Biography:

Iain has worked as a Consultant Paediatric Otolaryngologist at the Royal Manchester Children’s Hospital since 2009 and is the Honorary Professor of Paediatric Otolaryngology, MAHSC, University of Manchester. He is a member of the Standing Scientific Committee of the ESPO and the council of the British Association of Paediatric Otolaryngology (BAPO). He is an Associate Director of the NIHR/Wellcome Manchester Children's CRF. His research interests complement his clinical sub-specialisations, focusing on childhood hearing loss, implantable hearing aids and airway obstruction in children. He is an assistant editor for Cochlear Implants International and member of the International Editorial Board for Clinical Otolaryngology.

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17 October 2016

3D-game for TUNing hEarINg aids (3D Tune-In): Connecting Hearing Aid Stakeholders with Digital Game Designers

Presenter(s): Dr Lorenzo Picinali
Time: 13.00 -14.00
Location: NHBRU, Meeting Room 1

Abstract:

3D Tune-In is a Horizon 2020 funded project that brings together the relevant stakeholders from traditional gaming industries (SMEs - Reactify, Vianet, XTeam, Nerlaska), academic institutes (Imperial College London, De Montfort University, the University of Nottingham, the University of Malaga); a large European hearing aid manufacturer (GN); and hearing communities (through Associations - Extra Care, Hearing Link, Action Deafness, Accesibilidad y Personas Sordas and Ente Nazionale Sordi) to produce digital games in the field of hearing aid technologies and hearing loss in children and older adults, addressing social inclusion, generating new markets and creating job opportunities.

The project aims to develop digital games and applications that utilise 3D visual and audio technologies, and which are specifically targeted towards the population of hearing aid users in Europe. These serious and leisure games and applications will contribute towards educating hearing aid users about the various functionalities of their hearing aids and how a more accurate calibration of these functionalities might contribute to a better quality of hearing in different sound environments. They will also contribute towards educating the wider population about hearing loss issues and how hearing loss can impact on daily life. Moreover, a novel audio rendering engine specifically directed towards individuals with hearing loss is being developed (the 3D Tune-In Toolkit) in order to create a series of components (e.g. 3D audio engine, hearing aid and hearing loss simulators, etc) to be used in the games and applications.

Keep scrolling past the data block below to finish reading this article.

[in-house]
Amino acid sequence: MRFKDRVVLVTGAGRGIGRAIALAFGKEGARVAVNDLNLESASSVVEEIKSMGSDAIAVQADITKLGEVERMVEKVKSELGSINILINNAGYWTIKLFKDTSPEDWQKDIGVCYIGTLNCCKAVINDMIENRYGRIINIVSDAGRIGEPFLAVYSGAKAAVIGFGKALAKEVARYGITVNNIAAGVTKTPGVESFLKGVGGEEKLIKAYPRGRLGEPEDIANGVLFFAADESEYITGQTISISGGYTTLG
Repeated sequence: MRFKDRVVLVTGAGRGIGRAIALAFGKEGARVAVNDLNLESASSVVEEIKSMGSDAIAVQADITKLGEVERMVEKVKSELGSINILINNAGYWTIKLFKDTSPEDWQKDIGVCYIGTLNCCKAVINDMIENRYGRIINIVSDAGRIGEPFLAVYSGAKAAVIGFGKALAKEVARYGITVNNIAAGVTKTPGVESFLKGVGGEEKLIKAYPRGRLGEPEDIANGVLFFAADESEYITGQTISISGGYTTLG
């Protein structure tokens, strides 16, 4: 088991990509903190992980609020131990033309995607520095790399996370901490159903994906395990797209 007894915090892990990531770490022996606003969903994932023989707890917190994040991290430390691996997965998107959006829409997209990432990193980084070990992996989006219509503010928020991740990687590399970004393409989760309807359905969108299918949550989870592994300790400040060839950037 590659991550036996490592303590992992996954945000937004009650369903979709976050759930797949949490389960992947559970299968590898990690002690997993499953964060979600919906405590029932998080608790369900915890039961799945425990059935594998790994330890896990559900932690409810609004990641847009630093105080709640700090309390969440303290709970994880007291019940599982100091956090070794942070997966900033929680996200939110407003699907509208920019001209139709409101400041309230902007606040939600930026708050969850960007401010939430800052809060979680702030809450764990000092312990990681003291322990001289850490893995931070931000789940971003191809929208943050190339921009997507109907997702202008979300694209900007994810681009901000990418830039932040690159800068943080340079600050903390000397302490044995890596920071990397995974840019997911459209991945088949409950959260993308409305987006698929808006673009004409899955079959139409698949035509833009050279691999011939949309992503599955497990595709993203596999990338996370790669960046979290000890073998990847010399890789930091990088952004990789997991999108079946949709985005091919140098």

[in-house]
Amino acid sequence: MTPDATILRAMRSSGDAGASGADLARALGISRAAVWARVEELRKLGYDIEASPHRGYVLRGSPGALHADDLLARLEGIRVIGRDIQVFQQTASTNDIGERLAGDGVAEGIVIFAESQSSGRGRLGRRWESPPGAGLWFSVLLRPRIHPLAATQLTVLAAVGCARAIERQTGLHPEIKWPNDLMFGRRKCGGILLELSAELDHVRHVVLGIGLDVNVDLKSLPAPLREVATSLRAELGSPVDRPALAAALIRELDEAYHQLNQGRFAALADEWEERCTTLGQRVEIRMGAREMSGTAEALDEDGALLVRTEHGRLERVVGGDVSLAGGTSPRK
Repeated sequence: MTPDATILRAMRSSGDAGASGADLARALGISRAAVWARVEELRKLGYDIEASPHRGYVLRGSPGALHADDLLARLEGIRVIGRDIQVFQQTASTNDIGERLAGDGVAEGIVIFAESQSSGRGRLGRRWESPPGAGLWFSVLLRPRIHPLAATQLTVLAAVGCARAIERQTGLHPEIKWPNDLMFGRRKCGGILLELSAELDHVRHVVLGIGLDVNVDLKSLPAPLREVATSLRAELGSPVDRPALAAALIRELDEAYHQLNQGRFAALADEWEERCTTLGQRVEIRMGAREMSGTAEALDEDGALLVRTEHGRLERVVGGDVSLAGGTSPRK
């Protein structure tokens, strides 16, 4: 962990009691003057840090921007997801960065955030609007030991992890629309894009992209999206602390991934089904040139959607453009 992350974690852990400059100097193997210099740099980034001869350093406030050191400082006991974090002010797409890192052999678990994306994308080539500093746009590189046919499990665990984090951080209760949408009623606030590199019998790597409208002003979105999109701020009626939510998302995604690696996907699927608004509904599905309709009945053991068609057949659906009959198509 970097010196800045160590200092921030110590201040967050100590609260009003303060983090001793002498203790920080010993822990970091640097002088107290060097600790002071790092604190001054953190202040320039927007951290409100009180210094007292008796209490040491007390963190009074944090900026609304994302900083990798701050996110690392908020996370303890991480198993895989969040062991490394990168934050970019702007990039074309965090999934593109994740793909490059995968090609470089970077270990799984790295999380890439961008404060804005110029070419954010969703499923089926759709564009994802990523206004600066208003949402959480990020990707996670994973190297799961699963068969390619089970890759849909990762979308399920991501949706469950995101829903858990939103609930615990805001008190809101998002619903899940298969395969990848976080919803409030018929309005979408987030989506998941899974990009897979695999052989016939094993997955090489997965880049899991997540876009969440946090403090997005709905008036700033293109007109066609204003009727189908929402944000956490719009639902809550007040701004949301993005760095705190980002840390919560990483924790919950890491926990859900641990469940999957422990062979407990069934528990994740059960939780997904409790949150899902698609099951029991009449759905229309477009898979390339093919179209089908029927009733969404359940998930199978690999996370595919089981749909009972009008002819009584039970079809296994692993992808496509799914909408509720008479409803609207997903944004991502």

The project is in the middle of the second year of activity in which game and application designs are being developed and refined through an iterative process involving the input of all relevant stakeholders. In the seminar the project will be described in further detail, focussing on the 3D Tune-In Toolkit (including a brief overview of a side-study on Head Related Transfer Function adaptation) and on the 3D Tune-In Applications. Two demos will be available to the audience after the presentation.

Biography
Lorenzo Picinali is a Senior Lecturer in Audio Experience Design, and the Director of Undergraduate Studies in the Dyson School of Design Engineering. In the past years he has worked in Italy (Università degli Studi di Milano), France (LIMSI-CNRS and IRCAM) and UK (De Montfort University) on projects related with 3D binaural sound rendering, interactive applications for the blind, audiology and audiometric techniques, hearing aids technology, audio and haptic interaction and, more in general, acoustical virtual and augmented reality. Lorenzo is currently the module leader for DE1-MEM Engineering Mathematics, and a tutor for the GID and IDE MA/MSc programs at Imperial College London, in collaboration with the Royal College of Arts. He is the scientific coordinator of the EU-H2020 3D Tune-In research project.